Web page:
Emerging currencies post cautious gains as Turkish lira suffers

Feb 1 (Reuters) – Emerging market currencies posted cautious gains on Tuesday, supported by a weaker dollar, with the focus on economic data and central bank decisions in Europe later this week, while the Turkish lira weakened on the risks of further rate cuts.

The MSCI Emerging Markets Currency Index (.MIEM00000CUS) rose with the dollar index down 0.3%, adding to a drop of almost 0.6% in the previous session. Developing stocks (.MSCIEF) rose 0.3%, but with lower volumes as Chinese markets were closed for the Lunar New Year holiday.

A slew of data in the developing world pointed to slowing growth, with PMI figures from Hungary, Turkey, India, Poland and the Czech Republic all below the level of the last month, although still in expansion territory. Data from South Africa and Russia showed an acceleration in growth. Read more

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The Turkish lira was the outlier among developing currencies on the day, weakening by 0.5%. The pound – which fell 44% last year and 0.4% since the start of the year – has been battered by rising inflation, unorthodox monetary policies and concern over the political intrusion into policy-making.

Key inflation data is due Thursday, which should show consumer prices surging in January to 20-year highs. Turkish President Tayyip Erdogan replaced the head of the country’s statistics institute last week and reiterated his stance to cut policy rates further.

“There was at least some optimism among market participants that (Turkish) rates will now remain unchanged for an extended period until inflation has come down,” said Commerzbank analyst Tatha Ghose.

“The view of an extended flat rate has already been questioned and sooner or later small triggers will add to trigger a new wave of lira depreciation,” Ghose added.

The South African rand rose 0.6%, retaining gains from the previous session after the Reserve Bank of South Africa’s forecast was seen as less hawkish than market expectations, following a modest rate hike by 25 basis points last week.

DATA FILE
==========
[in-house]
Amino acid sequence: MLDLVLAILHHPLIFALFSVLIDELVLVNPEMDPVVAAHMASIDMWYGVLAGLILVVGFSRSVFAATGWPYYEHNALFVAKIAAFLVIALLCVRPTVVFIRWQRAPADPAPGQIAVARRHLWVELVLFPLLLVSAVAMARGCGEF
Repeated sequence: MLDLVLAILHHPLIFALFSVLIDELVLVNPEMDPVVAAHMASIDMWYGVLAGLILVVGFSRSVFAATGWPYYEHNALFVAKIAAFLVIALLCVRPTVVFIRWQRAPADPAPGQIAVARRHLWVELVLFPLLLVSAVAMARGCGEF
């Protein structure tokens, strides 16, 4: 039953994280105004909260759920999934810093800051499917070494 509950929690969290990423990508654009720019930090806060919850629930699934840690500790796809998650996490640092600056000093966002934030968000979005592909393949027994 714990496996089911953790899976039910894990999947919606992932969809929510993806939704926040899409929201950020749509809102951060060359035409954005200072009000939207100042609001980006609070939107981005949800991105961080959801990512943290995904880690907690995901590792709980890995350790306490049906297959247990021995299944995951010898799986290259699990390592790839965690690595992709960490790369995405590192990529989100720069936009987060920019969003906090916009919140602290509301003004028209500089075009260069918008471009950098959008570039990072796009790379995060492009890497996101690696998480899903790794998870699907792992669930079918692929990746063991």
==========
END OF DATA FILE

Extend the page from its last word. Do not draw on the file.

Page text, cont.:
The Russian ruble strengthened 0.3%, while stocks (.IMOEX) gained more than 1% after data showed an expansion in Russian manufacturing activity and high oil prices supported the feeling. Read more

Emerging market investors would now await central bank decisions from the Bank of England and the European Central Bank later this week to better judge the pace of policy tightening in the developed world.

Tension surrounding the standoff between Moscow and Western capitals over Ukraine also remains a focus, with the US and UK threatening to impose new sanctions on Russia if it takes aggressive action. towards Ukraine.

Most Central European emerging market currencies, including the Hungarian forint, Czech koruna and Polish zloty, remained stable against the euro.

The Czech National Bank meets on Thursday and is expected to raise interest rates again by probably more than 50 basis points, with inflation heading towards or even reaching 10% in the coming months before starting to recede.

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For the GRAPH on the performance of the MSCI emerging index in 2021, see https://tmsnrt.rs/2OusNdX

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Reporting by Shashank Nayar in Bengaluru; Editing by Shailesh Kuber

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